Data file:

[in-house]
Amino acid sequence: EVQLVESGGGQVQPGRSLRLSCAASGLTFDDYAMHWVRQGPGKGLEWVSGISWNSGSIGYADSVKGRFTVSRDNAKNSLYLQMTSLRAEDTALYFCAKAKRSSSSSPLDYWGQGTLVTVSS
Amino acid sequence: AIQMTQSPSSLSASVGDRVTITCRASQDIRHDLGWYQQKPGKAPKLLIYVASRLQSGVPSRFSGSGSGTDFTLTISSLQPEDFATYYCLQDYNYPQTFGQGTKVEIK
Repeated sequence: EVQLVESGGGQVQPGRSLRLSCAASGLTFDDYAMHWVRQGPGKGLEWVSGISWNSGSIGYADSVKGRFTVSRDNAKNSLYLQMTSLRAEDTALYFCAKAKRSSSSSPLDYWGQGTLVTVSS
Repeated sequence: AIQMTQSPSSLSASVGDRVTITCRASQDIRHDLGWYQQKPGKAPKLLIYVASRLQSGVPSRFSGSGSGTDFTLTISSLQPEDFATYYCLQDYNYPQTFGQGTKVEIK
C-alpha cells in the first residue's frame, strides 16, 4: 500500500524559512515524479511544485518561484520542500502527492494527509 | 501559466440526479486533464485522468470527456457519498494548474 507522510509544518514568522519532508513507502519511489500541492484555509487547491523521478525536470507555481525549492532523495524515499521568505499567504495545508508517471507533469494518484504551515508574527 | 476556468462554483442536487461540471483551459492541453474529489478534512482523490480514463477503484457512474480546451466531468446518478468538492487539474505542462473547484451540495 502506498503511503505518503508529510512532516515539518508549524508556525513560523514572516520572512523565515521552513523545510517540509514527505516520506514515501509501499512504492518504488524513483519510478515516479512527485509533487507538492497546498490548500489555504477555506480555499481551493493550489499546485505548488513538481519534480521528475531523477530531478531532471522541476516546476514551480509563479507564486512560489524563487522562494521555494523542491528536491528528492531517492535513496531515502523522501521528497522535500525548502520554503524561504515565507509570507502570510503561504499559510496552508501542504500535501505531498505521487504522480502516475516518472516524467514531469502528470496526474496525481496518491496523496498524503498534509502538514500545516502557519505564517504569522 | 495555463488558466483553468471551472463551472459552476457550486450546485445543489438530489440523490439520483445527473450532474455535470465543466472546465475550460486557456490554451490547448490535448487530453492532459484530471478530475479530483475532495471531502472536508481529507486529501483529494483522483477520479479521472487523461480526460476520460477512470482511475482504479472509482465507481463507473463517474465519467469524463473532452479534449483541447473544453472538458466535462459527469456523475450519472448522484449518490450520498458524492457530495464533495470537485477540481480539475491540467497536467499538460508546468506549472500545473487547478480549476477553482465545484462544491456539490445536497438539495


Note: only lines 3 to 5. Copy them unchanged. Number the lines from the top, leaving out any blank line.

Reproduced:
Amino acid sequence: AIQMTQSPSSLSASVGDRVTITCRASQDIRHDLGWYQQKPGKAPKLLIYVASRLQSGVPSRFSGSGSGTDFTLTISSLQPEDFATYYCLQDYNYPQTFGQGTKVEIK
Repeated sequence: EVQLVESGGGQVQPGRSLRLSCAASGLTFDDYAMHWVRQGPGKGLEWVSGISWNSGSIGYADSVKGRFTVSRDNAKNSLYLQMTSLRAEDTALYFCAKAKRSSSSSPLDYWGQGTLVTVSS
Repeated sequence: AIQMTQSPSSLSASVGDRVTITCRASQDIRHDLGWYQQKPGKAPKLLIYVASRLQSGVPSRFSGSGSGTDFTLTISSLQPEDFATYYCLQDYNYPQTFGQGTKVEIK